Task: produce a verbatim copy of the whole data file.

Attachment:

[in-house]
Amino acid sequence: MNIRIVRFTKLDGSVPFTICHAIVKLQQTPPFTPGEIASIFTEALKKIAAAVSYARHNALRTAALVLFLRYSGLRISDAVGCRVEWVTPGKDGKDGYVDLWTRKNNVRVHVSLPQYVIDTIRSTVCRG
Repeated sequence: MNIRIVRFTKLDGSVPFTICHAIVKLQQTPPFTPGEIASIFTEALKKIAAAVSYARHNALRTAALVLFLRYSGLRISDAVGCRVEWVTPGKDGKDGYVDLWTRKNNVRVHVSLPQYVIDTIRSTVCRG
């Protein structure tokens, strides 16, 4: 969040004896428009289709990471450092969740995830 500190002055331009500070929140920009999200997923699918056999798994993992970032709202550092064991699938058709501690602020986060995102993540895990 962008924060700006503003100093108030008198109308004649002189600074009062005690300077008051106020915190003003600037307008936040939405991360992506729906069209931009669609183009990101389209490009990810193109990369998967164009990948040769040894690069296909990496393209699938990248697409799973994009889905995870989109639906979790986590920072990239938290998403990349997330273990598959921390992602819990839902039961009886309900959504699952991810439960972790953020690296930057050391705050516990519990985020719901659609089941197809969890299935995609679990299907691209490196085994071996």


[in-house]
Amino acid sequence: MNIRIVRFTKLDGSVPFTICHAIVKLQQTPPFTPGEIASIFTEALKKIAAAVSYARHNALRTAALVLFLRYSGLRISDAVGCRVEWVTPGKDGKDGYVDLWTRKNNVRVHVSLPQYVIDTIRSTVCRG
Repeated sequence: MNIRIVRFTKLDGSVPFTICHAIVKLQQTPPFTPGEIASIFTEALKKIAAAVSYARHNALRTAALVLFLRYSGLRISDAVGCRVEWVTPGKDGKDGYVDLWTRKNNVRVHVSLPQYVIDTIRSTVCRG
């Protein structure tokens, strides 16, 4: 969040004896428009289709990471450092969740995830 500190002055331009500070929140920009999200997923699918056999798994993992970032709202550092064991699938058709501690602020986060995102993540895990 962008924060700006503003100093108030008198109308004649002189600074009062005690300077008051106020915190003003600037307008936040939405991360992506729906069209931009669609183009990101389209490009990810193109990369998967164009990948040769040894690069296909990496393209699938990248697409799973994009889905995870989109639906979790986590920072990239938290998403990349997330273990598959921390992602819990839902039961009886309900959504699952991810439960972790953020690296930057050391705050516990519990985020719901659609089941197809969890299935995609679990299907691209490196085994071996």